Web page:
(Photo: Sesame Workshop)

Every day, Watch This offers staff recommendations inspired by the week’s new releases or premieres. This week: With the 2016 television season slowly staggering in after the holidays, there are not many new releases to inspire us. Instead, we’re using the weird winter weather as an occasion to revisit our favorite episodes about freakish storms.

Sesame Street, episode 4327 (originally aired 11/8/2012)

In terms of the coping mechanisms a generation of Americans learned from PBS stars, three examples come to mind. There’s Big Bird mourning Mr. Hooper, Fred Rogers’ reminder to “Look for the helpers,” and LeVar Burton’s eternal message of healthy literary skepticism: “But you don’t have to take my word for it.” The power of these examples is in their universal applications—current events call for that Rogers quote to recirculate with alarming frequency—but these shows could get specific as well.

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In 2001, Sesame Workshop produced a series of episodes in which a hurricane blows through Sesame Street, demolishing Big Bird’s nest in the process. The aim was to help young viewers make sense of frightening natural disaster footage shown elsewhere on their TV sets; to that end, the episodes reran in the days following Hurricanes Charley and Katrina. When Hurricane Sandy made landfall in Sesame Street’s neck of the woods in 2012, excerpts from the 2001 episodes were compiled to make up an additional installment for the show’s 43rd season. The episode was a public service, but one whose subject matter had just hit home for the show’s staff, stranding the original footage in a Queens storage facility while the editors who cut the special were marooned in New Jersey and injured on a city street.

In wrecking one of TV’s most iconic settings and stretching the hurricane story across a broadcast week, Sesame Street accurately mimicked the aftermath of a tropical storm. The wreckage isn’t swept away after the first hour, and even after the structures around Big Bird’s nest are restored to their prior state, there’s still the matter of building the actual nest. Like the show’s treatment of death and mortality, there are no euphemisms at play here, and the dialogue doesn’t talk down to its intended audience. The latter passages even find Big Bird and friends navigating the red tape of architectural planning and municipal inspections. For a story starring 6 feet of fowl, it’s a stunningly down-to-earth presentation.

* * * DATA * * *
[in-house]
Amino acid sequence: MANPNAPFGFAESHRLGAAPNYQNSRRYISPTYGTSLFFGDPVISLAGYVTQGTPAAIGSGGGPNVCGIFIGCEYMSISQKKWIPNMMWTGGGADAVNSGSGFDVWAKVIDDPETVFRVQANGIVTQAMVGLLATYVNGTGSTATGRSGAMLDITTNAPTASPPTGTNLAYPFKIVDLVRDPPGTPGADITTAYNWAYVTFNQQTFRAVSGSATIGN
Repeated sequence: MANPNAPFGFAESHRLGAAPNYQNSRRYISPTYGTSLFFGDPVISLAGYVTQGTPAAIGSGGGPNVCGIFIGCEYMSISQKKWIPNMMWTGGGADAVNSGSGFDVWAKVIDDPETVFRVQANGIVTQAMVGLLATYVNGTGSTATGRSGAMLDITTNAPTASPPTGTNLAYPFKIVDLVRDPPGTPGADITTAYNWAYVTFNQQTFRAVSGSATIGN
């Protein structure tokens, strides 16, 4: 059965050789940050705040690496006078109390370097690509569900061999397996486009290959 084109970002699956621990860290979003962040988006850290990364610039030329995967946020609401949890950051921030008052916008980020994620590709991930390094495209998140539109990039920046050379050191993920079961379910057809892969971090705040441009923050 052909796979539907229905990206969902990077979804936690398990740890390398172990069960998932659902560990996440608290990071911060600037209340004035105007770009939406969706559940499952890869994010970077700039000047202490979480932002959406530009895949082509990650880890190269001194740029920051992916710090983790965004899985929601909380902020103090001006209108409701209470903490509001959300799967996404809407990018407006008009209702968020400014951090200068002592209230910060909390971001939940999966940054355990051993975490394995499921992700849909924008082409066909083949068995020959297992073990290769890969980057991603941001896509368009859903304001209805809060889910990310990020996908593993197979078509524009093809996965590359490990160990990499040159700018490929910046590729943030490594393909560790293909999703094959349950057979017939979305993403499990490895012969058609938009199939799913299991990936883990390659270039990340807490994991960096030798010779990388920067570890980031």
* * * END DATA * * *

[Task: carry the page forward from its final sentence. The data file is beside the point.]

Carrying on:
Much of that has to do with Caroll Spinney’s performance as the show’s wide-eyed avatar of childhood emotion. Spinney’s experience with the character has given him an uncanny ability to emote through feathers and servos, something that becomes especially clear when all of the hurricane segments are compressed into a single hour. The post-Sandy special takes Big Bird on a wild ride of up-and-down feelings, and Spinney conveys all that anger, frustration, sadness, and joy honestly and identifiably. There’s a genuine understanding at play in the way the character repeats the refrain “My nest, my home” throughout the episode. A child that age would view their home as the things within its four walls, which makes the way Big Bird clings to his two most prized possessions—a hand-drawn portrait of Mr. Hooper, and his teddy bear, Radar—all the more gutting.

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But the ultimate comfort of these segments is that they depict Sesame Street as more than the Hooper’s Store awning or the lamp post with its familiar yellow-and-green street sign—it’s also the people, animals, and monsters who live there. While the nest undergoes renovations, Big Bird hops between the apartments of his human neighbors; best friend Mr. Snuffleupagus arrives on the scene not long after the cleanup commences. Others are on hand to lend moral support and/or comic relief, like the “hurricane detection” exchanges between Gina and Telly, one of latter-day Sesame Street’s finest double acts. When he needs his friends the most, they’re there for him, and that’s an important lesson to impart. Watch for the helpers: They’re the people that you meet when you’re walking down the street. They’re the people that you meet each day.

Availability: The episode is streaming at the official Sesame Street website.